Lynn Rossetto Kasper has been doing some reading in her field this summer that she thinks you'll enjoy. She speaks with MPR News' Tom Crann about some books on provocative topics, as well as an interesting cookbook. An edited transcript of their discussion follows.
TOM CRANN: Your first recommendation is actually about a man battling food deserts and it sounds like he's winning. How's he doing it?
LYNN ROSSETTO KASPER: This is about a man named Will Allen ( The Good Food Revolution ). He's based in Milwaukee, started back in the 1990s when he found a vacant lot next to the largest housing project in Milwaukee, you know filled with trash, etc., maybe two acres and five broken-down greenhouses. And he bought this. He didn't know exactly what he was going to do, but he knew the people in the projects were not eating well. He knew firsthand a great deal about the lives they were leading and he figured there's got to be something that can happen inside of a city.
From those, I think, three acres, five small greenhouses, he feeds 10,000 people a year.
The secret here is: he looked at dirt in a way that nobody had ever looked at it before. And this was the deal -- he says if you are going to grow good food, you have to have good dirt. What he discovered was much of what was going into the garbage -- the trimmings, the whatever, as they would harvest -- earthworms would turn into great dirt.
He now has training centers around the country, he lectures all over the country at universities, land grant colleges, etc., about how to make this happen, how to make urban agriculture work, so the word "locavore" takes on another whole meaning.
• The Good Food Revolution by Will Allen.
CRANN: The next book is by a guest you had on your show recently. It's a book you say you can take along to the farmer's market but it's not a cookbook. It's about phytonutrients. What are we talking about?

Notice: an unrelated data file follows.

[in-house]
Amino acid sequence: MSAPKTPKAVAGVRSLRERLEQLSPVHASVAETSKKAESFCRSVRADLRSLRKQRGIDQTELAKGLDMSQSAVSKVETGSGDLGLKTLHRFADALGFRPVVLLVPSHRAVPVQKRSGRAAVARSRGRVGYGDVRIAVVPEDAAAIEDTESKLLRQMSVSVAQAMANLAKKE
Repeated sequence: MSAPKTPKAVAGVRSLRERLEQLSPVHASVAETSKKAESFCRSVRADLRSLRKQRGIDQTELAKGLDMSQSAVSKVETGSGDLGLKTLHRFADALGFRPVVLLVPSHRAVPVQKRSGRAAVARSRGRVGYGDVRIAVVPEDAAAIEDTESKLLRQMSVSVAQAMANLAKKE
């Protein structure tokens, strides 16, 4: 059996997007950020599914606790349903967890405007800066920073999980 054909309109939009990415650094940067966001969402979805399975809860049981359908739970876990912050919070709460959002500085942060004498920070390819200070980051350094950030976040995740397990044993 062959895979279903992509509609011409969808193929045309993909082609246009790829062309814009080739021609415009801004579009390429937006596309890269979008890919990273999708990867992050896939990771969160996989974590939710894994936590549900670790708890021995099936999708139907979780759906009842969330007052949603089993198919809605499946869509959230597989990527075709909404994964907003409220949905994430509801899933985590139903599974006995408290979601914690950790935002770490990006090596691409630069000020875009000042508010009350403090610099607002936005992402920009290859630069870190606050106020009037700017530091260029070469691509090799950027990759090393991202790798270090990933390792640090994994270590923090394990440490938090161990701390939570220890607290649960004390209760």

ROSSETTO KASPER: This is some of the most interesting new nutrition science out there. We're talking about Jo Robinson, a science writer, who has done a book called Eating on the Wild Side: the Missing Link to Optimum Health.
What Jo claims is that over the past decade, new technology has allowed scientists to study many, many, many nutrients that are found in plants that we were not aware of. Phyto means plant. We're talking antioxidants, anti-inflammatories, vitamins, minerals, trace minerals. She has gone through the literature to the tune of 30,000 papers over that decade, assembling this material. What it comes down to is it's not whether or not you eat five apples a day, it's whether or not you know which apple to eat. Because from one type of fruit or vegetable to another, the amount of nutrients in there change.
What she has in the book is a chart which let you compare the nutritional values of fruit and vegetable items.
CRANN: And what kind of apple do we need to be focusing on?
ROSSETTO KASPER: She said forget the Golden Delicious, which is the largest-selling apple in the country. She claims you might as well be drinking high-fructose corn syrup. The Granny Smith is packed with nutrition and other tart apples as well.
It's a fascinating read and a new interesting take on nutrition.
• Eating on the Wild Side: the Missing Link to Optimum Health by Jo Robinson .
CRANN: Finally, a cookbook. In your line of work, I imagine it has to be pretty extraordinary for it to rise to the top, for you to get excited about it. This one is by an Englishman who just has a great name.
ROSSETTO KASPER: Oh yeah, Hugh Fearnley-Whittingstall. You can't make that up. In England, this is a man, almost god-status. He's a chef. He's a farmer. He's a wonderful writer. He thinks onto the page. And he thinks about food in a way, if you've never walked into a kitchen, you're going to find him intriguing to read.
But he's done a book. His restaurant is the River Cottage, which is very famous in England. This is his vegetable book. It's simply called River Cottage Veg. He has these fabulous simple things you can do, like get yourself a mandolin.
CRANN: Which slices things very thinly.
ROSSETTO KASPER: Really, really, really thin. Or use a vegetable peeler, and go and buy everything that looks interesting in the market. So get the kohlrabi, get the beets, get the onions or whatever.
Shave them paper-thin so you can almost see through them and have lots of color on the plate. He has a great dressing of lemon, honey and a shot of that hot English mustard, and a little oil. It's that kind of simplicity.
He also does a chocolate-beet ice cream.
CRANN: That sounds really good.
ROSSETTO KASPER: But if he's doing it, it's going to be really good. He does a Thai dressing on tomatoes you would never have thought to use. But all dead simple. And this book is not getting the attention it should.
• River Cottage Veg by Hugh Fearnley-Whittingstall.